Changes to the provision of NHS treatment have very recently come into effect.
The Diocesan Refugee Support Group have been very concerned about this and asked the facilitator, Lucy Irven, to write to all MP’s across the Leeds Diocese to spell out their concerns.
Below we reproduce the text of the letter sent to Government MP’s and we would encourage you to write similar letters to your own MP’s about this matter. At the bottom of this article as well as being able to download template letters you can also download the Briefing Paper prepared by Asylum Matters if you want more background information. If enough people take part it could have a real impact and get elements of these changes removed.
18 October 2017
Dear <name of MP>
I am writing to raise our grave concerns about the potential impacts of an amendment to the NHS charging regulations which was laid before Parliament on 19 July and is due to take effect next week and to ask for your help with challenging this.
The Diocese of Leeds Refugee Support Group was formed in October 2015 following the dramatic increase in refugee arrivals in the UK as a result of the crisis in Syria and the Middle East. The Pope asked that the Catholic Community take particular care of the migrant population, calling on our generosity and solidarity to recognise and act upon our common humanity in response to the growing crisis.
Since then, the Diocesan Refugee Support Group has been working in various ways to support the refugee population in our area. There are four pre-existing organisations which make up this group – Catholic Care, St Monica’s Housing, the St Vincent de Paul Society and the Leeds Justice and Peace Commission. In addition, many of the clergy, deacons, religious men and women and parishioners from across the Diocese are involved in providing an enthusiastic and generous response in their local communities. You can see examples of this ‘faith in action’ in the attached newsletter.
The NHS Charging regulations, which govern how people access healthcare in England and when they have to pay for it, will be subject to two significant changes.
Firstly, charges will be introduced for services provided by all community health organisations in England, except GP surgeries. This includes community mental health, health visiting, community midwifery, and school nurses.
Secondly, the regulations introduce up-front charging, which means that every hospital department in England will be legally required to check every patient’s paperwork before treating them. If a patient cannot prove that they are entitled to free care, they will receive an estimated bill for their treatment and will have to pay it in full before they receive any treatment other than that which is ‘urgent’ or ‘immediately necessary’.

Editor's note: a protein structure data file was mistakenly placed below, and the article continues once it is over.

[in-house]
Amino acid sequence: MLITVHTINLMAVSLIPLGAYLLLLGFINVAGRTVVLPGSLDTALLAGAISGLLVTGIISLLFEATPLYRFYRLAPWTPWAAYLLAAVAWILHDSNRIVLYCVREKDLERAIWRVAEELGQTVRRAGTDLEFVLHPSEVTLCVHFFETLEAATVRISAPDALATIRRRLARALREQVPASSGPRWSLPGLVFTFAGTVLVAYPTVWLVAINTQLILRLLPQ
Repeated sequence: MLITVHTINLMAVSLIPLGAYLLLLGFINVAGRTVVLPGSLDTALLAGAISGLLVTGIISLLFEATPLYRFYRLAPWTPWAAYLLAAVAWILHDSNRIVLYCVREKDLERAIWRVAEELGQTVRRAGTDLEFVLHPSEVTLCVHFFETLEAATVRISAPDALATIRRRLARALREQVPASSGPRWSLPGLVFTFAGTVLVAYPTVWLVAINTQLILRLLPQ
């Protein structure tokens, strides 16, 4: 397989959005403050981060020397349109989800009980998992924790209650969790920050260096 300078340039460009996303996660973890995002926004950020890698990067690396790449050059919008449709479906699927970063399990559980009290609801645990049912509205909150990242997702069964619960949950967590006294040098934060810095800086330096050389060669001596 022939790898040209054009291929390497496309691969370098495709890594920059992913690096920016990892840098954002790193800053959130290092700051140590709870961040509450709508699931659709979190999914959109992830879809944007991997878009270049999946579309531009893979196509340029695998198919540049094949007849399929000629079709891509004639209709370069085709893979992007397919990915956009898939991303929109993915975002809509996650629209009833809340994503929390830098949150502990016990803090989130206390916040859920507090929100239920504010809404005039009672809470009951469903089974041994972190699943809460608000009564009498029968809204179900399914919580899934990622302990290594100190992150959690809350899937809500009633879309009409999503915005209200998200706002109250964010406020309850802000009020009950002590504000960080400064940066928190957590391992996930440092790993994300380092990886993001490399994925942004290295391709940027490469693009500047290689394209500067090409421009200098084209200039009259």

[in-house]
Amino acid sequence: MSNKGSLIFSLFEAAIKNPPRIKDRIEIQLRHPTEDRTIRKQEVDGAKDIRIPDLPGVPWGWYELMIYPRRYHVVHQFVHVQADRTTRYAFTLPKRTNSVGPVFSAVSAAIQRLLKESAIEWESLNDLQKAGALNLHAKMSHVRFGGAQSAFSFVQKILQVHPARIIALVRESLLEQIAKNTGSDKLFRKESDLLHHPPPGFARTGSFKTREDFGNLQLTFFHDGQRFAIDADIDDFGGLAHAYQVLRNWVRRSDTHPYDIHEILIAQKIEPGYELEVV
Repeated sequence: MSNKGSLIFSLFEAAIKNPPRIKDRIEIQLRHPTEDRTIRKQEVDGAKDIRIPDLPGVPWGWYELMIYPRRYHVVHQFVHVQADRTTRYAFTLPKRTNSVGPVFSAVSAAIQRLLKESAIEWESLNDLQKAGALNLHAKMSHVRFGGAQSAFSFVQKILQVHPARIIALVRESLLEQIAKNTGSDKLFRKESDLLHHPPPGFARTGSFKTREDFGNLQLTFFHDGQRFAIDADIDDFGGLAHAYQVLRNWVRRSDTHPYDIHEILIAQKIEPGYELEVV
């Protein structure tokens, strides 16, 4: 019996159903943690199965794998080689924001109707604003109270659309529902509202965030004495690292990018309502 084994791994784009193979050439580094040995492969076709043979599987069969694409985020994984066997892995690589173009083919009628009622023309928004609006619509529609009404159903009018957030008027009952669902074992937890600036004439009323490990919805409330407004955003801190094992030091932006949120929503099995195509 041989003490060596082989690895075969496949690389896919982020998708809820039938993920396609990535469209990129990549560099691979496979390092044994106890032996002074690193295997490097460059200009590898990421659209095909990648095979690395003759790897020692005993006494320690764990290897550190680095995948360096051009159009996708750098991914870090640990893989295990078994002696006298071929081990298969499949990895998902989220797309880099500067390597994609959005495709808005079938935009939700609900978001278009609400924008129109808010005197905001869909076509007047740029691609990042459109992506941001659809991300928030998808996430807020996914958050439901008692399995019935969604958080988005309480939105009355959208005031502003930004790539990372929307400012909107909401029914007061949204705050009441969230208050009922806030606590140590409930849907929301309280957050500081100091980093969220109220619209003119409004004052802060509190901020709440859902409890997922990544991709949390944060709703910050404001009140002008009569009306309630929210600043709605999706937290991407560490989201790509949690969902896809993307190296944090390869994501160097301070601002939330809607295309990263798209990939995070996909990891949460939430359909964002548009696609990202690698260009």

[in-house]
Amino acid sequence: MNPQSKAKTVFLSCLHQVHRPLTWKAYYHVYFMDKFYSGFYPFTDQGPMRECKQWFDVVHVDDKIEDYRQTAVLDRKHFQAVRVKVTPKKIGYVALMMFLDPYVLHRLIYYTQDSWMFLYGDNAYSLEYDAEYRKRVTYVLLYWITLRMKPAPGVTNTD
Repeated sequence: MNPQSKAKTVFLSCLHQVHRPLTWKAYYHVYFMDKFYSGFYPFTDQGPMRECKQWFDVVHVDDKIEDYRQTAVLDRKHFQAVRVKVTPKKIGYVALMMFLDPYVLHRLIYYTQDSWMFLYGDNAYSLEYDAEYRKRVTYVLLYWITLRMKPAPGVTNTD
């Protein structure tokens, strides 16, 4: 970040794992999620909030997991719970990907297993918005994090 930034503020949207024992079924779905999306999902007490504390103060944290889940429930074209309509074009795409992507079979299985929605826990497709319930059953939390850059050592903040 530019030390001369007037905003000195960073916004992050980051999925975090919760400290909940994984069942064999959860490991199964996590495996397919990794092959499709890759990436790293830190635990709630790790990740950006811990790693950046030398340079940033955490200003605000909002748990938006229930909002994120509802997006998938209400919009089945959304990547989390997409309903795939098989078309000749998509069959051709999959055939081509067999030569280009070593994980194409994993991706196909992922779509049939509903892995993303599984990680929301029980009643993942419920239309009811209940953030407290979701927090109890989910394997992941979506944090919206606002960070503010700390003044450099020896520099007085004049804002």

We are concerned that these changes have been introduced without evaluation of their impact on health outcomes and health inequalities, and without a full and robust assessment of the long-term costs to the NHS. In particular, we would ask you to consider the following;
- Up-front charging and the need to present paperwork proving eligibility for free care will increase barriers to healthcare for vulnerable groups – such as refugees, and people seeking asylum, who are eligible for free care, but will struggle to prove entitlement.
- Additional bureaucracy will mean patient waiting times are likely to increase and there is a risk of racial profiling being used as a means to identify chargeable patients, leading to an increase in health inequalities.
These measures will cost the NHS more money as the only way to check eligibility for free NHS services which does not contravene equality law is to check everyone. Reviewing every patient’s immigration status will be time-consuming, costly to administer and frustrating for both patients and NHS staff.
- Confusion over who is entitled to free care will deter patients from seeking medical advice at an early stage, leading to mounting costs for the NHS as conditions become more complex and difficult to treat and there is a greater reliance on emergency services.
- There is a risk that healthcare, including lifesaving care, will be withheld from those unable to prove their entitlement to free NHS treatment or able to pay up-front, causing needless human suffering.
- Refused asylum seekers will be chargeable, but with no permission to work and often being entirely destitute, they will have no means of paying. Once again they will be reliant on the emergency services.
- The extension of charging into community care services, coupled with the likelihood that public health services commissioned through Local Authorities will also be affected by the regulations will stop patients accessing the preventative care programmes which protect us all, such as immunisation programmes.
I am writing to ask you to help raise these concerns with the Shadow Secretary of State for Health, Jon Ashworth, and the Leader of the party, encouraging them to look carefully at the regulations and to urge some response.
Thank you for your support and please let us know of any action you are able to take on this matter. We would particularly welcome your news on any progress made that we can share with the parishes.
Diocese of Leeds Refugee Group Facilitator
If you want to write your own letter then you can download some suitable wordings here:-Government MP Letter Opposition MP letter Briefing Paper from Asylum Matters